Then we study something we call a “populist revolution.” A populist revolution, as we see it, is a narrowing of identity by the working class. Before the revolution, the working class identifies broadly as Americans, as well as narrowly as middle class.  After the revolution, the working class rejects their association with the broad society and identifies more narrowly only as working class. In other words, the working class rejects their association with the elites, who they no longer consider to be like themselves. 

In the model, what triggers a change in identity is a spread in the income distribution. It doesn’t really matter what the cause of that spread in the income distribution is. It could be skill-bias, technological change (technology that favors those with skills, like computers or robots), or competition with China. As the income distribution spreads, Wall Street is making a seven or eight-digit salary and drinking hundred-dollar bottles of wine. Meanwhile, the working class in Detroit or Pittsburgh is not doing so well. It just becomes harder for the factory workers to see themselves as part of a broad identity group that includes the top 1%.

The change in income distribution has been very, very obvious in the United States, as well as in Europe, China, and other parts of the world. What is not in the model is the direct role of politicians. Trump, Le Pen, and others have stoked it for politically opportunistic reasons by making more salient certain differences in society. Race being the most obvious in the United States and in Europe, the difference between natives and immigrants. If politicians think they can benefit from this populace, they will help parts of society reject other parts of society by making those differences more obvious.

While the GDP has risen over the last 25 years, household income has stagnated, or even deflated over time. That is one of the cores at the shift of identification. In an era where everybody is more or less the same but some are a little better or worse off, it is possible to see oneself in the same boat with the rest of one’s fellow citizens. But when the differences become too large, it just becomes uncomfortable to identify more broadly.

Our model predicts that a populist revolution will affect voter preferences among the working class and therefore it will affect the political outcome. In particular, a populist revolution can generate a sharp increase in protection. If the working class narrows their identity to exclude the elites, they will no longer take pride in the well-being of the average American so no longer temper their demands for protection in view of the harm such tariffs impose on their fellow (richer) Americans. Broad identification tempers all voters’ preferences for policies that benefit themselves at the expense of others. When identification narrows, the moderating effect on preferences is gone, and voters become more selfish. When it is the working class that rejects their identity as Americans, their preference for protection intensifies.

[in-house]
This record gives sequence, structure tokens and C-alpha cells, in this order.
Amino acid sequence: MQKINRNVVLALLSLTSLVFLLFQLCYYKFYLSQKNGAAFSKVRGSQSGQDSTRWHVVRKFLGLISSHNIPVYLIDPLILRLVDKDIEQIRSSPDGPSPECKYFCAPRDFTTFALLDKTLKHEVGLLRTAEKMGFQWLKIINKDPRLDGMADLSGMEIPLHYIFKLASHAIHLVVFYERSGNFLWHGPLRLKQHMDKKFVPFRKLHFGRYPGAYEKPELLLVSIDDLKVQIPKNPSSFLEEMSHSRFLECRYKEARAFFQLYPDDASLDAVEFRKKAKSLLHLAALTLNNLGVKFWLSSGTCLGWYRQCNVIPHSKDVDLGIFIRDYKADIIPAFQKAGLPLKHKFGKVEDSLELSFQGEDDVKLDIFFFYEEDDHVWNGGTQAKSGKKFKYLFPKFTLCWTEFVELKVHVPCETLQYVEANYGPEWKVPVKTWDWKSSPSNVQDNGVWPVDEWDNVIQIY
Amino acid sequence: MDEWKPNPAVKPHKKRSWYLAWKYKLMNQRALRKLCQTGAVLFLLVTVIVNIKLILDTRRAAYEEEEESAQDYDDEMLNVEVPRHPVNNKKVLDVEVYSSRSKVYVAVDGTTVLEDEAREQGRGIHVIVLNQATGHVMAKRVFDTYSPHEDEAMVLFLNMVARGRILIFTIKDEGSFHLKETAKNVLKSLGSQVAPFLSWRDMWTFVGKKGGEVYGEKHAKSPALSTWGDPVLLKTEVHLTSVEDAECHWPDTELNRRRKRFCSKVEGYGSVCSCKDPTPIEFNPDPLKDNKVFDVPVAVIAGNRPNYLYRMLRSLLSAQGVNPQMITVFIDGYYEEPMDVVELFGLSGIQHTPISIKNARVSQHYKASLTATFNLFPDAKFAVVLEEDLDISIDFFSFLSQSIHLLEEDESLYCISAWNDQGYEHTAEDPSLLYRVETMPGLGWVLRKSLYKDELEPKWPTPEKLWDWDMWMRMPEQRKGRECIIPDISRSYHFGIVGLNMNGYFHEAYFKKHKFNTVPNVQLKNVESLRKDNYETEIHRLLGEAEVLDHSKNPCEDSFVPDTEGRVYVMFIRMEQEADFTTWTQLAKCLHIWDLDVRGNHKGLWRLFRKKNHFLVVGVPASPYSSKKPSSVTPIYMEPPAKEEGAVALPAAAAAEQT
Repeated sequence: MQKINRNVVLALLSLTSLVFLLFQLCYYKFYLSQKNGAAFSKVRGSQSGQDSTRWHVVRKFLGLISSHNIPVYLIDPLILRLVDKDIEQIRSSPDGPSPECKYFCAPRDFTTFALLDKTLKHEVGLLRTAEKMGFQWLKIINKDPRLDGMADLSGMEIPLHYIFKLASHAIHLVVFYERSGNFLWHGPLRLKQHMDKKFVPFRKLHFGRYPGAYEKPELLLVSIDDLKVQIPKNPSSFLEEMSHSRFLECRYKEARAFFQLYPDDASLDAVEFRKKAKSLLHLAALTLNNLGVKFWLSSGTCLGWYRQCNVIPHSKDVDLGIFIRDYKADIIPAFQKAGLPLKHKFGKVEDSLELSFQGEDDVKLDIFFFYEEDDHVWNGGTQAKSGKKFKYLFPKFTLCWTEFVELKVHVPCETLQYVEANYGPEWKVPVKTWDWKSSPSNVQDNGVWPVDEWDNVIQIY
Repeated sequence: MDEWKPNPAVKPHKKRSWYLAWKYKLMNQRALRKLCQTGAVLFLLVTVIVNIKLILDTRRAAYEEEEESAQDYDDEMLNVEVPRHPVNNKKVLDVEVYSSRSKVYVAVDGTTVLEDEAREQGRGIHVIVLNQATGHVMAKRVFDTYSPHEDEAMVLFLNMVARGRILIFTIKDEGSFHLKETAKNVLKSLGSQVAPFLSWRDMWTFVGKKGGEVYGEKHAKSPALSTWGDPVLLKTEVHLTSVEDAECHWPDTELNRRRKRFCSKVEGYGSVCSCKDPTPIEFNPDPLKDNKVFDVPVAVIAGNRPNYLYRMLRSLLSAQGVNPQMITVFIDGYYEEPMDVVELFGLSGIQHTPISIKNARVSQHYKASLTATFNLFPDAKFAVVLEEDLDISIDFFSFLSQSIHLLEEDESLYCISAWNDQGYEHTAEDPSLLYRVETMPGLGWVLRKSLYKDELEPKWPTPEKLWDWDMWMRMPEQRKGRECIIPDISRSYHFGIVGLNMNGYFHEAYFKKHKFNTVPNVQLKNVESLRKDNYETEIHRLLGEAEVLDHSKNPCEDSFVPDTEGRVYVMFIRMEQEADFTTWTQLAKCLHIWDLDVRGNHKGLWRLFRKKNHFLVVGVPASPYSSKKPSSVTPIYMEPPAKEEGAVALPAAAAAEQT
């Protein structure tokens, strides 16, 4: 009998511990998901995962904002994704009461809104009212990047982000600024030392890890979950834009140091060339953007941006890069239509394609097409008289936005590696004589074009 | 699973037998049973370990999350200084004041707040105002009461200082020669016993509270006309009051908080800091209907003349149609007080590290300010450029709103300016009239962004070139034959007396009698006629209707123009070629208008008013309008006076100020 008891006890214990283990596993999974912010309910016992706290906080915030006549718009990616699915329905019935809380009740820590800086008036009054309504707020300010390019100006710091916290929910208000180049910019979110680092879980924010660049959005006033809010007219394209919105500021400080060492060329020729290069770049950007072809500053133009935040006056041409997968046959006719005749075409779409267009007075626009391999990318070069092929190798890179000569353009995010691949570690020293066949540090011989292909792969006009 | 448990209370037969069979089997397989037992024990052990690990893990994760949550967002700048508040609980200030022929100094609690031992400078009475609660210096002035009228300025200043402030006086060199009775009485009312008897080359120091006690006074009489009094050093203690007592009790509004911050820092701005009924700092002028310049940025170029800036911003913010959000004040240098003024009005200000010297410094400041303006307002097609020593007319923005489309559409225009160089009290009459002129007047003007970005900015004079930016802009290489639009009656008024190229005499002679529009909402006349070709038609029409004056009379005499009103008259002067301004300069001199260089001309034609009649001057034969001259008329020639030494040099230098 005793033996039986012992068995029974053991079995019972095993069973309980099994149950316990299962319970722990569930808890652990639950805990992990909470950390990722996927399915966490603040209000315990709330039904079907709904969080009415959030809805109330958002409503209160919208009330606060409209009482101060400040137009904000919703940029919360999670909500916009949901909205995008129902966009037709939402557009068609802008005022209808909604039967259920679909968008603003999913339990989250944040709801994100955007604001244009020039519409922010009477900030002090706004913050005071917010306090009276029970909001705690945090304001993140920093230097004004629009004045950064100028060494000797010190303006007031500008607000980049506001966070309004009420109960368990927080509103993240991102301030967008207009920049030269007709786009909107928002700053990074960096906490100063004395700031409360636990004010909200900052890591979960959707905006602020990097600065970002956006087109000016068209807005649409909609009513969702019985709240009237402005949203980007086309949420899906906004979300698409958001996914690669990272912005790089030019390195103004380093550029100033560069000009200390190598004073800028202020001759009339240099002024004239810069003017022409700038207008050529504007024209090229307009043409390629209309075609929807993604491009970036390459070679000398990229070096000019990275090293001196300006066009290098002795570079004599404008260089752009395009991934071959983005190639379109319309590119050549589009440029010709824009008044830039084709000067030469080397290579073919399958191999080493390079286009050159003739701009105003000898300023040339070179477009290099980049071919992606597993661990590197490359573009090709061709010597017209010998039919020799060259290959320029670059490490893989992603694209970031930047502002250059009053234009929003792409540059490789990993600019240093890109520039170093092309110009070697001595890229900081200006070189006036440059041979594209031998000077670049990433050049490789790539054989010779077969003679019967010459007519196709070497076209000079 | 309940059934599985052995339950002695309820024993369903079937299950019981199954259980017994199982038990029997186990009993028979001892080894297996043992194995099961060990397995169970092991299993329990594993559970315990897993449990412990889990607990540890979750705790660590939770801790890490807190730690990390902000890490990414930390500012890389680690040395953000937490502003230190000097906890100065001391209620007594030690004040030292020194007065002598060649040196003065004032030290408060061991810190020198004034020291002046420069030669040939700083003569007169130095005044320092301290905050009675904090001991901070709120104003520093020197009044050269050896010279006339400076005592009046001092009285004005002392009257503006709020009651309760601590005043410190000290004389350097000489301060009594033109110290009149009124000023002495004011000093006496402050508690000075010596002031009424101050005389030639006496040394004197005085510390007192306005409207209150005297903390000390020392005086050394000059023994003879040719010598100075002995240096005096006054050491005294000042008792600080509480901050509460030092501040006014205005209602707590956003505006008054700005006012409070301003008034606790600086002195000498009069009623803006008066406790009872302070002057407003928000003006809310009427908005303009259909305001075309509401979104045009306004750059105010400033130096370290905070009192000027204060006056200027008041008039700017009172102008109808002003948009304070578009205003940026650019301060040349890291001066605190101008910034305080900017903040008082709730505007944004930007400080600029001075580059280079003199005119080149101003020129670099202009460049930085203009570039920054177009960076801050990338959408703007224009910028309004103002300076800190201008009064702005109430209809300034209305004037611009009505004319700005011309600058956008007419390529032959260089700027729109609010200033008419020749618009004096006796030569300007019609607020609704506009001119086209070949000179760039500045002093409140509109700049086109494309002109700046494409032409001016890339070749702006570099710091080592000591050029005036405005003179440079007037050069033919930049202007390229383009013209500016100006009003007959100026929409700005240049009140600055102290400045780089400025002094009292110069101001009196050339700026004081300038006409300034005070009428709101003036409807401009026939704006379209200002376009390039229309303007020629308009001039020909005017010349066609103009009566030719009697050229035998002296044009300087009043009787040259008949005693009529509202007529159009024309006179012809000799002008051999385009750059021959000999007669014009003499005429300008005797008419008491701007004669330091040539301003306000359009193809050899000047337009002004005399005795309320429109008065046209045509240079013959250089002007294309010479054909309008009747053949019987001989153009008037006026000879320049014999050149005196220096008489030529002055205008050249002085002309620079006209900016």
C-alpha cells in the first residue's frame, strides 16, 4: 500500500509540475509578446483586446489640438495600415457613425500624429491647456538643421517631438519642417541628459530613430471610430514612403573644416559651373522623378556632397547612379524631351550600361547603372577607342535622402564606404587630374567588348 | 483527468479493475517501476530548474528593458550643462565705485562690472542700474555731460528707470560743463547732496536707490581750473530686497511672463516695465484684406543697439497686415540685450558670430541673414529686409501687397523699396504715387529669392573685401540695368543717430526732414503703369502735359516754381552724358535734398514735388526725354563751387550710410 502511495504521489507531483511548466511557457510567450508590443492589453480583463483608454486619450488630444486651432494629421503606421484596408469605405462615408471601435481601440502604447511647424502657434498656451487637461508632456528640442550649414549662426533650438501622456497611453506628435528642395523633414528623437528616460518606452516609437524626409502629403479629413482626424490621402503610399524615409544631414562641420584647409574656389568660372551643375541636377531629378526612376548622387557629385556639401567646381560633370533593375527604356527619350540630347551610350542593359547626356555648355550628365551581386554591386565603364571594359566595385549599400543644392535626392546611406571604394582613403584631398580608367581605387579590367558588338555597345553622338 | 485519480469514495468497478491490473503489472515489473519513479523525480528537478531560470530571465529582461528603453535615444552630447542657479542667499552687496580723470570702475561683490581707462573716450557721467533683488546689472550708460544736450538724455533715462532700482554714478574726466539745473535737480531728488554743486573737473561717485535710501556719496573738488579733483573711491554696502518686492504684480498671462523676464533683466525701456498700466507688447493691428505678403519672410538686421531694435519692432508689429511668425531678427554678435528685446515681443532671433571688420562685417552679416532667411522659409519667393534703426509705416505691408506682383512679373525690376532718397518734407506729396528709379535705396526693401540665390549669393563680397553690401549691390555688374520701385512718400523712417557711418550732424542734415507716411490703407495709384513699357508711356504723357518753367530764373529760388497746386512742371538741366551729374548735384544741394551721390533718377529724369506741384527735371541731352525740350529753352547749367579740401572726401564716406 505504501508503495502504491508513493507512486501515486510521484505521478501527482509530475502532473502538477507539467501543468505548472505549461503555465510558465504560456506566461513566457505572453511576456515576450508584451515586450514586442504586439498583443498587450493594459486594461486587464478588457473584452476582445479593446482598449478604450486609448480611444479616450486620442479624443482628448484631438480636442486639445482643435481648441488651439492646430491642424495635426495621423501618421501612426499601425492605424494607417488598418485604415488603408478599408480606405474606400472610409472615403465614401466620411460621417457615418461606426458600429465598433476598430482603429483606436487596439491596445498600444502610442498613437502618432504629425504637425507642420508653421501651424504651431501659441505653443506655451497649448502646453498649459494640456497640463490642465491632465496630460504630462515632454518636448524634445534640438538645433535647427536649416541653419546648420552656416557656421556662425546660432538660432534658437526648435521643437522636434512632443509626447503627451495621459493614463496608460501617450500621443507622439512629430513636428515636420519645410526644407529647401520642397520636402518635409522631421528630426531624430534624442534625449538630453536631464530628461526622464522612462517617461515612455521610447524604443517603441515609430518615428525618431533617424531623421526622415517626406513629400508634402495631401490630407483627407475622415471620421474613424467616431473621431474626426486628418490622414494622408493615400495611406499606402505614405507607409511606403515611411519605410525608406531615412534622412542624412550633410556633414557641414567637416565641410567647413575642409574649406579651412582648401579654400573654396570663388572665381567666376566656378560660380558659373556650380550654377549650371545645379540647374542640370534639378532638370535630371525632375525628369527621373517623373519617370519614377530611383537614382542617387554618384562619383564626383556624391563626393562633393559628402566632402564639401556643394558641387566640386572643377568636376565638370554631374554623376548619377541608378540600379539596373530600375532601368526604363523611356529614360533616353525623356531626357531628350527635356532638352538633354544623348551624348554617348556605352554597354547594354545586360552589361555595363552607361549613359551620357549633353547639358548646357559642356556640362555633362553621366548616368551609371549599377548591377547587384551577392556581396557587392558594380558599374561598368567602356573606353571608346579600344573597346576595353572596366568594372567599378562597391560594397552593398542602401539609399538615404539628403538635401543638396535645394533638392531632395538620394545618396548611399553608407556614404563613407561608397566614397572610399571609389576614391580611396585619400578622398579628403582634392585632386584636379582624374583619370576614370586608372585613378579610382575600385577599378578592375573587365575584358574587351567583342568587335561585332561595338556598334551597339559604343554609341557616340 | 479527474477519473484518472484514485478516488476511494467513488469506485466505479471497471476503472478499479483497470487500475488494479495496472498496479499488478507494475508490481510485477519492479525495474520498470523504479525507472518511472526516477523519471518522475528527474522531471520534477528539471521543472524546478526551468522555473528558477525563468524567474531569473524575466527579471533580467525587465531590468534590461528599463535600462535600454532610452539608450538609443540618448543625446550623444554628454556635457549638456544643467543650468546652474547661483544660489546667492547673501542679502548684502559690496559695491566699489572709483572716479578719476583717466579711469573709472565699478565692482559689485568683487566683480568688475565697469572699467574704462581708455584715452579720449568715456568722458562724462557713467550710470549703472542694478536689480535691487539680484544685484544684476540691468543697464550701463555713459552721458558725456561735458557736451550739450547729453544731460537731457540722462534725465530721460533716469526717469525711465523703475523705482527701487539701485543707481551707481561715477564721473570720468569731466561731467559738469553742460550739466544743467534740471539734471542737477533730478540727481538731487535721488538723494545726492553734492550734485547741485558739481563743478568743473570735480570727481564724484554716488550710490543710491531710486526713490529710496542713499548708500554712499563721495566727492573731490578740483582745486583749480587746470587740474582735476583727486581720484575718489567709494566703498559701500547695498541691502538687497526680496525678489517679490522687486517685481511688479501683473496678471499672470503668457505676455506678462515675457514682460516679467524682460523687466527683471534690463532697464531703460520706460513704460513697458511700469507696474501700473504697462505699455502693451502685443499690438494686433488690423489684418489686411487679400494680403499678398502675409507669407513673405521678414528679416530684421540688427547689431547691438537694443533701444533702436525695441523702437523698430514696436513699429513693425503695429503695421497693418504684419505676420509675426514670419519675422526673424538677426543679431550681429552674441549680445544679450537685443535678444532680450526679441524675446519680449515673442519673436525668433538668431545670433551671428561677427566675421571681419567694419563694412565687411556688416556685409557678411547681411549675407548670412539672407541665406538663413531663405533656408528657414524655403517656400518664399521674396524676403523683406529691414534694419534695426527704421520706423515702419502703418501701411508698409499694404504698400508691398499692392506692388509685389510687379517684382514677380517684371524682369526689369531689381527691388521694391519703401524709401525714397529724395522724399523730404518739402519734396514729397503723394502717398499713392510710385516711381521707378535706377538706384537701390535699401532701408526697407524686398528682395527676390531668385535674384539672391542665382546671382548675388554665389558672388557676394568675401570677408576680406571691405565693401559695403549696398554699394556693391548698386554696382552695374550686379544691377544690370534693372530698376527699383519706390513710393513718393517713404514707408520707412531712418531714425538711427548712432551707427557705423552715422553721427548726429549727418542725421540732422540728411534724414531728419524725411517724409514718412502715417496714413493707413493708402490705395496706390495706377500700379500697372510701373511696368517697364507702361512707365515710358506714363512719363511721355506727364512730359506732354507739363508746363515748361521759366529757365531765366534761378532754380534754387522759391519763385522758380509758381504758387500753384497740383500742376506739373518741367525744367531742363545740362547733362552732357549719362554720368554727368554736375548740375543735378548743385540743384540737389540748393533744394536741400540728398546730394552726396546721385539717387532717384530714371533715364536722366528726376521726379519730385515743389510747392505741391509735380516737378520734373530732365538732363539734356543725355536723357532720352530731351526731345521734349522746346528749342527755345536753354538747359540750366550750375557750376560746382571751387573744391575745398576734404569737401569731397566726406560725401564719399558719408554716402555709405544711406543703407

While the GDP has risen over the last 25 years, household income has stagnated, or even deflated over time. That is one of the cores at the shift of identification.

In the forgone days in the 1960s or 1970s, a Michigan autoworker might have voted for anything that made America stronger, or at least would have taken the effect on America into account when forming a political preference. Now, that same Michigan autoworker may care only about himself or herself and others in the same social class. The adverse effect of tariffs on the elites might have tempered his or her preferences in the past, but that is no longer the case. As a result, he or she is more inclined to vote for a politician that offers protection. Even though the skilled workers in Silicon valley may still oppose it, the offsetting political forces have shifted against trade.

Part of the story of the American dream was always a fiction, but it had some elements of truth to it. There was significantly more social mobility in the past than there seems to be now. With the loss of social mobility has come a narrowing of identification. We feel this is an important part of the story for understanding the change in attitudes toward globalization and trade.

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Gene Grossman

Gene M. Grossman is the Jacob Viner Professor of International Economics in the Department of Economics and the Woodrow Wilson School of Public and International Affairs at Princeton University. Professor Grossman received his B.A. from Yale University and his Ph.D. in Economics from the Massachusetts Institute of Technology, and joined the Princeton faculty immediately thereafter in 1980. He has served as Director of Princeton’s International Economics Section since 1999 and completed his second term as Chair of Princeton's economics department in 2014.